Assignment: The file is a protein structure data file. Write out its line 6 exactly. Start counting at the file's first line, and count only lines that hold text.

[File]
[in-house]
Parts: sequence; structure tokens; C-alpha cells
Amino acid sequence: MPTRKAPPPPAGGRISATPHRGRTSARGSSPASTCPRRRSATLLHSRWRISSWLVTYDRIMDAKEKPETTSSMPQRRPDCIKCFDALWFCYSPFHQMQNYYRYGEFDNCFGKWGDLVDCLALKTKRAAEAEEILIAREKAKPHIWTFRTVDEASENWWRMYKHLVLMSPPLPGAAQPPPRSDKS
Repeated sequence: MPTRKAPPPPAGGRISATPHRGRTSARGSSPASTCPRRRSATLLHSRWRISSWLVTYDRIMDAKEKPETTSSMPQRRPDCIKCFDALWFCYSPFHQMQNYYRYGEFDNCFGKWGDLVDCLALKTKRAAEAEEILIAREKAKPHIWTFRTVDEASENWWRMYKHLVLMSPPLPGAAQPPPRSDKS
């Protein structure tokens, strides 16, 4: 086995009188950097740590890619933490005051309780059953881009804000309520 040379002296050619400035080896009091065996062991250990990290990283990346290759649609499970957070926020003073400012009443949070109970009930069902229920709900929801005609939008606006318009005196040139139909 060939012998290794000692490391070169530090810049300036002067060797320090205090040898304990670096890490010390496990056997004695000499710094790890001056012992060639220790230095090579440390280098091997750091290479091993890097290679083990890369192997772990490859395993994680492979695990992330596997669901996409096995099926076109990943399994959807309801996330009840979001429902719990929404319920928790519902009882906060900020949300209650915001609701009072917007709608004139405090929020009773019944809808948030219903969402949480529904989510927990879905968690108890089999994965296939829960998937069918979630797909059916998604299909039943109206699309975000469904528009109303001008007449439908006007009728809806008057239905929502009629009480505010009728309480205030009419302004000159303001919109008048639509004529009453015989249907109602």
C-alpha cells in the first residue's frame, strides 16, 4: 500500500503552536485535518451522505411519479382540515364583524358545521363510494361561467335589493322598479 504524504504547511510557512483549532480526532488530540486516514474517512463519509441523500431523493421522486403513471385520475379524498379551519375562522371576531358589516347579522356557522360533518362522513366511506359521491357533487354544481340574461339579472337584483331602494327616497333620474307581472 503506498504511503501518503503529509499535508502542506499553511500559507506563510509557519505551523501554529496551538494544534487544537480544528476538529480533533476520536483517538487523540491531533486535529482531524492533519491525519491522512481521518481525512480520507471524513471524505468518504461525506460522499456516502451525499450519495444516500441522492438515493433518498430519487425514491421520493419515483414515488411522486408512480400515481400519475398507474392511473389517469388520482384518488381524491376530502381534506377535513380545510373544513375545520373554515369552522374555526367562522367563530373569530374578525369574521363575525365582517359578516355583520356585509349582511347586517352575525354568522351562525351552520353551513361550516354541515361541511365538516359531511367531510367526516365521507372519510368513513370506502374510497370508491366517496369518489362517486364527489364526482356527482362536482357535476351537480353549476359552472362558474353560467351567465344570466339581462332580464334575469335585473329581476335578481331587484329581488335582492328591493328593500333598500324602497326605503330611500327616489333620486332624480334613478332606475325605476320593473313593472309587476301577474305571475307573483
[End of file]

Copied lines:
C-alpha cells in the first residue's frame, strides 16, 4: 500500500503552536485535518451522505411519479382540515364583524358545521363510494361561467335589493322598479 504524504504547511510557512483549532480526532488530540486516514474517512463519509441523500431523493421522486403513471385520475379524498379551519375562522371576531358589516347579522356557522360533518362522513366511506359521491357533487354544481340574461339579472337584483331602494327616497333620474307581472 503506498504511503501518503503529509499535508502542506499553511500559507506563510509557519505551523501554529496551538494544534487544537480544528476538529480533533476520536483517538487523540491531533486535529482531524492533519491525519491522512481521518481525512480520507471524513471524505468518504461525506460522499456516502451525499450519495444516500441522492438515493433518498430519487425514491421520493419515483414515488411522486408512480400515481400519475398507474392511473389517469388520482384518488381524491376530502381534506377535513380545510373544513375545520373554515369552522374555526367562522367563530373569530374578525369574521363575525365582517359578516355583520356585509349582511347586517352575525354568522351562525351552520353551513361550516354541515361541511365538516359531511367531510367526516365521507372519510368513513370506502374510497370508491366517496369518489362517486364527489364526482356527482362536482357535476351537480353549476359552472362558474353560467351567465344570466339581462332580464334575469335585473329581476335578481331587484329581488335582492328591493328593500333598500324602497326605503330611500327616489333620486332624480334613478332606475325605476320593473313593472309587476301577474305571475307573483